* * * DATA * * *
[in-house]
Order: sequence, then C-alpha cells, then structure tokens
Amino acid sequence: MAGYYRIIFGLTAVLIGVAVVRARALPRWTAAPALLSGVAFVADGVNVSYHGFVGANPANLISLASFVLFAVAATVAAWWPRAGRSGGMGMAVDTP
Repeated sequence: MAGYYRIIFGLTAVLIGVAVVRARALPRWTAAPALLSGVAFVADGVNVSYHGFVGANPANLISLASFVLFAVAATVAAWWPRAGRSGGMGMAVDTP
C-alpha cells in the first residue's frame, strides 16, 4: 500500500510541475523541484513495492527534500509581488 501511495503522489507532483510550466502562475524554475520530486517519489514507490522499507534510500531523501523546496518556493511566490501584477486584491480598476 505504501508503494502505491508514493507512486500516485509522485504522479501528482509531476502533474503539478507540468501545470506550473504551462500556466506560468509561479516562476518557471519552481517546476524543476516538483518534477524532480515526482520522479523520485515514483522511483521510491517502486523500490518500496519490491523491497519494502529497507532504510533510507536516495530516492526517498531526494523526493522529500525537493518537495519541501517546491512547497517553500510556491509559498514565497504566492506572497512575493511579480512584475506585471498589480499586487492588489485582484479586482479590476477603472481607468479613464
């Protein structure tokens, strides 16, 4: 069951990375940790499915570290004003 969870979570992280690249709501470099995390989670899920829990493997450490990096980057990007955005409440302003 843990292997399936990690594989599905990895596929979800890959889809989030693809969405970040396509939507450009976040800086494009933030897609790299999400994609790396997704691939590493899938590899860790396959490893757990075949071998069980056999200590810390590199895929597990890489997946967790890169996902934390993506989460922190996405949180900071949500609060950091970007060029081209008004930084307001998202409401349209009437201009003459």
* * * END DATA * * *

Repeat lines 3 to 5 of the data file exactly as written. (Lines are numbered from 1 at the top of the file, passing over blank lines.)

Amino acid sequence: MAGYYRIIFGLTAVLIGVAVVRARALPRWTAAPALLSGVAFVADGVNVSYHGFVGANPANLISLASFVLFAVAATVAAWWPRAGRSGGMGMAVDTP
Repeated sequence: MAGYYRIIFGLTAVLIGVAVVRARALPRWTAAPALLSGVAFVADGVNVSYHGFVGANPANLISLASFVLFAVAATVAAWWPRAGRSGGMGMAVDTP
C-alpha cells in the first residue's frame, strides 16, 4: 500500500510541475523541484513495492527534500509581488 501511495503522489507532483510550466502562475524554475520530486517519489514507490522499507534510500531523501523546496518556493511566490501584477486584491480598476 505504501508503494502505491508514493507512486500516485509522485504522479501528482509531476502533474503539478507540468501545470506550473504551462500556466506560468509561479516562476518557471519552481517546476524543476516538483518534477524532480515526482520522479523520485515514483522511483521510491517502486523500490518500496519490491523491497519494502529497507532504510533510507536516495530516492526517498531526494523526493522529500525537493518537495519541501517546491512547497517553500510556491509559498514565497504566492506572497512575493511579480512584475506585471498589480499586487492588489485582484479586482479590476477603472481607468479613464